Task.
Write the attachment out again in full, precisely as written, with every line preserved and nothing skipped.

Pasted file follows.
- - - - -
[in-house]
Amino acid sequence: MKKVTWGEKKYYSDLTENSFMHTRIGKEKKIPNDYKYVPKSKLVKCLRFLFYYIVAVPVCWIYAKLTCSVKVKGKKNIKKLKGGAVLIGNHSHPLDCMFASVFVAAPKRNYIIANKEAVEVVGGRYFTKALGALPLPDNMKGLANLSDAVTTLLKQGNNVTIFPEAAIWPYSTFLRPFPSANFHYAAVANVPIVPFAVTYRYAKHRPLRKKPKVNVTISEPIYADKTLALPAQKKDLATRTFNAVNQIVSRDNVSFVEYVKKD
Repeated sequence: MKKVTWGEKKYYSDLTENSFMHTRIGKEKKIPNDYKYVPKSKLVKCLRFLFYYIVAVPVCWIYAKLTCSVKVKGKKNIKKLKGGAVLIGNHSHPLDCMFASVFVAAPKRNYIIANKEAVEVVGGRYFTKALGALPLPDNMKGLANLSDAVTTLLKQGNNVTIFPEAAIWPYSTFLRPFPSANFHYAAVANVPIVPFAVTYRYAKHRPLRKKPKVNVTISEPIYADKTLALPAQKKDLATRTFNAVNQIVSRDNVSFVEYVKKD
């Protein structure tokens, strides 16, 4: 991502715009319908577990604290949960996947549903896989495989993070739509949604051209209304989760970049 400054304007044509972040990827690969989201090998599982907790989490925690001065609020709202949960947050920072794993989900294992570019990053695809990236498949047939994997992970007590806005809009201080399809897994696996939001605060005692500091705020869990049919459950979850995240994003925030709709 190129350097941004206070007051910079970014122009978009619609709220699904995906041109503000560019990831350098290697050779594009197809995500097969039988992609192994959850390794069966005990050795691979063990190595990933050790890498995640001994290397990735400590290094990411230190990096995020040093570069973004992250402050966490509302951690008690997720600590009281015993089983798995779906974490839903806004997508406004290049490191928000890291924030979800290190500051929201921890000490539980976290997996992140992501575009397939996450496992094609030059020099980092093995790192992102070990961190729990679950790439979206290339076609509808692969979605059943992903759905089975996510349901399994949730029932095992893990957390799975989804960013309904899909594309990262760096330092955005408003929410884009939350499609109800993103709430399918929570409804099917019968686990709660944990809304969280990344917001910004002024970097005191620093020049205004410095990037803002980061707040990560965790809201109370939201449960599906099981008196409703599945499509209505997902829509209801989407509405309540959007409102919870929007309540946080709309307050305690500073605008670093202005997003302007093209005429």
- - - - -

[in-house]
Amino acid sequence: MKKVTWGEKKYYSDLTENSFMHTRIGKEKKIPNDYKYVPKSKLVKCLRFLFYYIVAVPVCWIYAKLTCSVKVKGKKNIKKLKGGAVLIGNHSHPLDCMFASVFVAAPKRNYIIANKEAVEVVGGRYFTKALGALPLPDNMKGLANLSDAVTTLLKQGNNVTIFPEAAIWPYSTFLRPFPSANFHYAAVANVPIVPFAVTYRYAKHRPLRKKPKVNVTISEPIYADKTLALPAQKKDLATRTFNAVNQIVSRDNVSFVEYVKKD
Repeated sequence: MKKVTWGEKKYYSDLTENSFMHTRIGKEKKIPNDYKYVPKSKLVKCLRFLFYYIVAVPVCWIYAKLTCSVKVKGKKNIKKLKGGAVLIGNHSHPLDCMFASVFVAAPKRNYIIANKEAVEVVGGRYFTKALGALPLPDNMKGLANLSDAVTTLLKQGNNVTIFPEAAIWPYSTFLRPFPSANFHYAAVANVPIVPFAVTYRYAKHRPLRKKPKVNVTISEPIYADKTLALPAQKKDLATRTFNAVNQIVSRDNVSFVEYVKKD
């Protein structure tokens, strides 16, 4: 991502715009319908577990604290949960996947549903896989495989993070739509949604051209209304989760970049 400054304007044509972040990827690969989201090998599982907790989490925690001065609020709202949960947050920072794993989900294992570019990053695809990236498949047939994997992970007590806005809009201080399809897994696996939001605060005692500091705020869990049919459950979850995240994003925030709709 190129350097941004206070007051910079970014122009978009619609709220699904995906041109503000560019990831350098290697050779594009197809995500097969039988992609192994959850390794069966005990050795691979063990190595990933050790890498995640001994290397990735400590290094990411230190990096995020040093570069973004992250402050966490509302951690008690997720600590009281015993089983798995779906974490839903806004997508406004290049490191928000890291924030979800290190500051929201921890000490539980976290997996992140992501575009397939996450496992094609030059020099980092093995790192992102070990961190729990679950790439979206290339076609509808692969979605059943992903759905089975996510349901399994949730029932095992893990957390799975989804960013309904899909594309990262760096330092955005408003929410884009939350499609109800993103709430399918929570409804099917019968686990709660944990809304969280990344917001910004002024970097005191620093020049205004410095990037803002980061707040990560965790809201109370939201449960599906099981008196409703599945499509209505997902829509209801989407509405309540959007409102919870929007309540946080709309307050305690500073605008670093202005997003302007093209005429």